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Theodorakis on his Chamber Music - NEW

Top level Works Chamber Music

Ever since the time when I decided to become a composer, I believed that I was fulfilling a mission

The destiny and character of individuals occasionally plays a decisive role in our lives, particularly in the lives of artists. It is hard to imagine that if it had not been for Mendelssohn, the forgotten and largely unknown work of Bach himself might have been relegated to obscurity for, who knows, how many more years.

By the same token, the string quartet, which I had forgotten about myself, and other works from the same period (1945-48) would have continued to be mere sheets of paper full of notes in my archives, had George Demertzis not discovered them a few years ago. And not only did he discover them, he lost no time in applying his interest and talent to them, thus bringing them to light together with his wonderful colleagues, with such great sensitivity, and, I might add, artistic perfection, that the person who was most surprised by all of this was me.

The fact that it had been such a long time since I composed these pieces - over half a century - and that I was hearing many of them for the very first time, intermittently gave me the feeling that not I, but rather someone else must have written them! In other words, George Demertzis gave me back something which I had lost and forgotten, a gift which touched me deeply and gave me great joy, so that I feel immense gratitude towards him, as well as to PhilipposTsalahouris, himself a composer, who decoded some of the music recorded so enigmatically that even I could no longer disentangle it, e. g. the String Quartett No 4 Maza, thus allowing it to surface in its ultimate form.

The mere fact that these compositions including the Helikon Piano Concerto, "discovered" only a little earlier by Tatiana Papageorgiou remained unknown for half a century shows how tragic and unjust it is for a composer of symphonic music to be born in a country like Greece.

I can't say to what extent this constitutes an injustice for my country itself, but I can speak for myself; ever since the time when I decided to become a composer (1942) and began constantly writing one piece after another, I believed that I was fulfilling a mission, and this in an area as wonderful as that of symphonic music, no less, which the Greek people have not been allowed to become familiar with to this day for purely socio-political reasons. By composing music, I sought, as do all musicians, to achieve a dialogue, which naturally meant that others would first need to become aware of what I had to offer. However, I soon realized that even the most basic prerequisites for my work to become known beyond a restricted circle of "insiders" were lacking. A low level of education and culture, a lack of means and infrastructure, indifference on the part of the state... and with respect to symphonic music, a lack of even elementary knowledge was tremendously widespread, even in intellectual and artistic circles — with very few exceptions —, where to this day one of the highest achievements of the human spirit and mind, symphonic music, is still regarded as something alien — and hostile, I would even say — to the forms of genuine domestic intellectual and artistic purity established by the Greeks themselves!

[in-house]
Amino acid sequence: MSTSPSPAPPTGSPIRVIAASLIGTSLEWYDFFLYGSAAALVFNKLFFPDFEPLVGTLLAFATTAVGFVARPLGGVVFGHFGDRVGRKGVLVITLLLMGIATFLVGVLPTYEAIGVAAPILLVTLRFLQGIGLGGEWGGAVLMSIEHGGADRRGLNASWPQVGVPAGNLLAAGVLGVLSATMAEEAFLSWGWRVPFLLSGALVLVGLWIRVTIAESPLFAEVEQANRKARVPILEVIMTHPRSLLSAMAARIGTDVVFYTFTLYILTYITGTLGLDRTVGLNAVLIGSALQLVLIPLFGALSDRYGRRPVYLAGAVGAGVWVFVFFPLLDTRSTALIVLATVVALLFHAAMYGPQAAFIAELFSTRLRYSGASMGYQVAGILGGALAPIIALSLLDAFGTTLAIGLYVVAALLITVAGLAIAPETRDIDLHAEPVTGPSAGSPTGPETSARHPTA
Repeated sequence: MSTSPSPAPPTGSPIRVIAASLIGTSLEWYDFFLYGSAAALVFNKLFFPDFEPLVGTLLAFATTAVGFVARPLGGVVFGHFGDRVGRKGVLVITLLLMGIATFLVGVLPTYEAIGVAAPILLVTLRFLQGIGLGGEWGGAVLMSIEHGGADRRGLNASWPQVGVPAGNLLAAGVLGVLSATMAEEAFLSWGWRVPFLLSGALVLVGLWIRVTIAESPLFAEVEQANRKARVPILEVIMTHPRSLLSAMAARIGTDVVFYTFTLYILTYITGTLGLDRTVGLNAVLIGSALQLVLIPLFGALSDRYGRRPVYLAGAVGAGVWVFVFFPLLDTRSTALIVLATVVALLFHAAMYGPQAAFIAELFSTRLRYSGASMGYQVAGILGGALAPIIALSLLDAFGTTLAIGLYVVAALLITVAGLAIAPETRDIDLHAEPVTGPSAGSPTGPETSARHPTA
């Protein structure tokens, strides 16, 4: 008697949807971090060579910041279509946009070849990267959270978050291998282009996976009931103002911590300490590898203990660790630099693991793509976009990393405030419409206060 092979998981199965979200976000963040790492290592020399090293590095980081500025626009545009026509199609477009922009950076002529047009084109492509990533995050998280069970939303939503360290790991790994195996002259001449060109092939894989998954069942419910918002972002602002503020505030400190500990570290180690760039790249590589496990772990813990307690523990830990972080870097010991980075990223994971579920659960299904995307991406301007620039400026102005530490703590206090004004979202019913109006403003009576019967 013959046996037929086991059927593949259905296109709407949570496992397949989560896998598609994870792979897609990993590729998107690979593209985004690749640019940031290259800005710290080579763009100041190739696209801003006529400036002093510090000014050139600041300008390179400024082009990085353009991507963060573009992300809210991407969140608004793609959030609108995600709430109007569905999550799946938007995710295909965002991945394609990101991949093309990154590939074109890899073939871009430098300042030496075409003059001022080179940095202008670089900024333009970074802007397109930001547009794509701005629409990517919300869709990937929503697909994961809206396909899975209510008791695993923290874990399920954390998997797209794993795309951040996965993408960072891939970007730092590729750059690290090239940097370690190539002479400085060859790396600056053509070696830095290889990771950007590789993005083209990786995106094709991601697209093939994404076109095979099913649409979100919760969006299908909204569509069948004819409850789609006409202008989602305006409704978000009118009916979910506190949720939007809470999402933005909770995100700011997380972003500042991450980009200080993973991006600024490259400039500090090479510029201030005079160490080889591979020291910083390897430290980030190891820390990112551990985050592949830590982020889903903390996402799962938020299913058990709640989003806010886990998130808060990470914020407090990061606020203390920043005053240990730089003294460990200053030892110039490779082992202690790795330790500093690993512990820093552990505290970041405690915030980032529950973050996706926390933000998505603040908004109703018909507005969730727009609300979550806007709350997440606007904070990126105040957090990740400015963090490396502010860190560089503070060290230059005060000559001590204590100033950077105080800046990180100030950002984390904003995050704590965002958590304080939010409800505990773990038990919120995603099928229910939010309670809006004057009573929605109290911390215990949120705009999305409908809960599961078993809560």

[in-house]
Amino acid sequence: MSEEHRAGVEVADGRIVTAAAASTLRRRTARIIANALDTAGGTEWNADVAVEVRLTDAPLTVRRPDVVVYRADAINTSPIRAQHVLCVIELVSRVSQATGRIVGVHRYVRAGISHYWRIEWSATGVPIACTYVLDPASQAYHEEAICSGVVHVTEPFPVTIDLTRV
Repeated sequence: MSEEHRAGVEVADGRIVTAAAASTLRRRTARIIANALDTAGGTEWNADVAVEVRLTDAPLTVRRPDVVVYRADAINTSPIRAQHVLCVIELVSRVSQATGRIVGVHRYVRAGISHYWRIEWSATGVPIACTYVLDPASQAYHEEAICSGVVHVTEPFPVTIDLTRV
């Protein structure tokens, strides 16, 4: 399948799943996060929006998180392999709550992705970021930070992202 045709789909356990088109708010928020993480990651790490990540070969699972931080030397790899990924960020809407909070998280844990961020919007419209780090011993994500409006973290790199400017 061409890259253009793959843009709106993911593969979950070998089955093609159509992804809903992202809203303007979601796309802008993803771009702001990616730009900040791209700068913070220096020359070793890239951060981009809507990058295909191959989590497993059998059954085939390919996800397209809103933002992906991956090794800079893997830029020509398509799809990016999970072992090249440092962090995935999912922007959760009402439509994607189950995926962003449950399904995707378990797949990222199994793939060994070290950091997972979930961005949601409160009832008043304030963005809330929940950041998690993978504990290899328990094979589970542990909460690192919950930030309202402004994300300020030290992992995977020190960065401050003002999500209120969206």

When — as an adolescent — I wondered aloud why we were required to study Mathematics at school, since most of us were hardly destined to become scientists, my teachers replied that this was a lesson that educated and exercised our minds. If only those responsible for the education of children then and now knew that symphonic music, apart from being a spiritual pleasure, exercises the center of human thought. This can be explained by the fact that the rules governing a musical composition are based on mathematical relations, the difference being that the thousands of musical rules on which a work of music is built penetrate the mind and as well as the soul indirectly, which is to say that they touch human beings where they are sensitive, their souls absorbing the magic of harmony like a thirsty tree, because without harmony humans remain incomplete and unhappy, even if they are not aware of it.

In any event, the fact is that it will require many years for my symphonic works to finally reach those I had in mind when I composed them: all of humankind, of course, but first and foremost the Greek people.

What distinguishes my efforts is perhaps the fact that most of these works, whether they be chamber music, symphonic music, oratorios, concertos etc., were composed on the crest of the waves of this fierce ocean that was our life in Greece from 1940 until just recently. I wrote them because I had an existential need to do so, regardless of my own fate or theirs. Some of them were lost in gorges, barracks, prisons and under unlawful circumstances, as was the case with many chamber music works, similar to those discovered by George Demertzis. The term "unlawful circumstances" is an elegant way of disguising in words what went on at that time, when every step I took could have meant a death of the most merciless kind imaginable. So what went on? Was I a monster? I think not. The mere fact that I continued composing, often under unspeakable circumstances, shows how strong and urgent my inner need was to express myself through music, thereby proving its life-giving force and its capacity for redemption, allowing us to rise above the powers of chaos, violence and death, and to remain free.

Mikis Theodorakis
Athens, October 2007

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